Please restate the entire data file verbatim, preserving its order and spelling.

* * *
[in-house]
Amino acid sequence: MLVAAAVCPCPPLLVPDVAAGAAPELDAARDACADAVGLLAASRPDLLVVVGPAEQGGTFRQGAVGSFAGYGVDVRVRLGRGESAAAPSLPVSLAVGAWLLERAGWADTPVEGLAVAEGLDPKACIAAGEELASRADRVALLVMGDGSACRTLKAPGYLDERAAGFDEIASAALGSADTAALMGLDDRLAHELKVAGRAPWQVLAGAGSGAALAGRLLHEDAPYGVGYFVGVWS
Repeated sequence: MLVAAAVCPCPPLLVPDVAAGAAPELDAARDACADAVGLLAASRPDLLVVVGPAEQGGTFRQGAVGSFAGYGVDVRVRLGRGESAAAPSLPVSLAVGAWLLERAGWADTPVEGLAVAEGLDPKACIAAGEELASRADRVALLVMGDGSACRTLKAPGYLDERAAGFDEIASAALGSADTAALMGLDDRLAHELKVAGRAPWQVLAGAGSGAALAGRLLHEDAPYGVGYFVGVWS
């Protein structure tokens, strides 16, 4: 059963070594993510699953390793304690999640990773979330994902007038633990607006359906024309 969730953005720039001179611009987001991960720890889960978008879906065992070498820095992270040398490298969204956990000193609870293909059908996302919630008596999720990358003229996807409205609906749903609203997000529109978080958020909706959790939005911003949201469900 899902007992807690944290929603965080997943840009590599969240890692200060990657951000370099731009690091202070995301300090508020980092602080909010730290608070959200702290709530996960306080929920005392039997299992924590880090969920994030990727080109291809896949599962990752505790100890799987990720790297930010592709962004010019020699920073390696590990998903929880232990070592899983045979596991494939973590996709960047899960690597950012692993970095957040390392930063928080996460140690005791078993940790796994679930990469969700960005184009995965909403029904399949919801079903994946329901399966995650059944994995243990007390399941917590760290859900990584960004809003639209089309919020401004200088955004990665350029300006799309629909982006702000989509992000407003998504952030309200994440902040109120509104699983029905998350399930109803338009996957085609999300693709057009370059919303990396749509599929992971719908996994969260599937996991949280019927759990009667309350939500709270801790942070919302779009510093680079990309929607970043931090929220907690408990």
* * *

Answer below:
[in-house]
Amino acid sequence: MLVAAAVCPCPPLLVPDVAAGAAPELDAARDACADAVGLLAASRPDLLVVVGPAEQGGTFRQGAVGSFAGYGVDVRVRLGRGESAAAPSLPVSLAVGAWLLERAGWADTPVEGLAVAEGLDPKACIAAGEELASRADRVALLVMGDGSACRTLKAPGYLDERAAGFDEIASAALGSADTAALMGLDDRLAHELKVAGRAPWQVLAGAGSGAALAGRLLHEDAPYGVGYFVGVWS
Repeated sequence: MLVAAAVCPCPPLLVPDVAAGAAPELDAARDACADAVGLLAASRPDLLVVVGPAEQGGTFRQGAVGSFAGYGVDVRVRLGRGESAAAPSLPVSLAVGAWLLERAGWADTPVEGLAVAEGLDPKACIAAGEELASRADRVALLVMGDGSACRTLKAPGYLDERAAGFDEIASAALGSADTAALMGLDDRLAHELKVAGRAPWQVLAGAGSGAALAGRLLHEDAPYGVGYFVGVWS
């Protein structure tokens, strides 16, 4: 059963070594993510699953390793304690999640990773979330994902007038633990607006359906024309 969730953005720039001179611009987001991960720890889960978008879906065992070498820095992270040398490298969204956990000193609870293909059908996302919630008596999720990358003229996807409205609906749903609203997000529109978080958020909706959790939005911003949201469900 899902007992807690944290929603965080997943840009590599969240890692200060990657951000370099731009690091202070995301300090508020980092602080909010730290608070959200702290709530996960306080929920005392039997299992924590880090969920994030990727080109291809896949599962990752505790100890799987990720790297930010592709962004010019020699920073390696590990998903929880232990070592899983045979596991494939973590996709960047899960690597950012692993970095957040390392930063928080996460140690005791078993940790796994679930990469969700960005184009995965909403029904399949919801079903994946329901399966995650059944994995243990007390399941917590760290859900990584960004809003639209089309919020401004200088955004990665350029300006799309629909982006702000989509992000407003998504952030309200994440902040109120509104699983029905998350399930109803338009996957085609999300693709057009370059919303990396749509599929992971719908996994969260599937996991949280019927759990009667309350939500709270801790942070919302779009510093680079990309929607970043931090929220907690408990």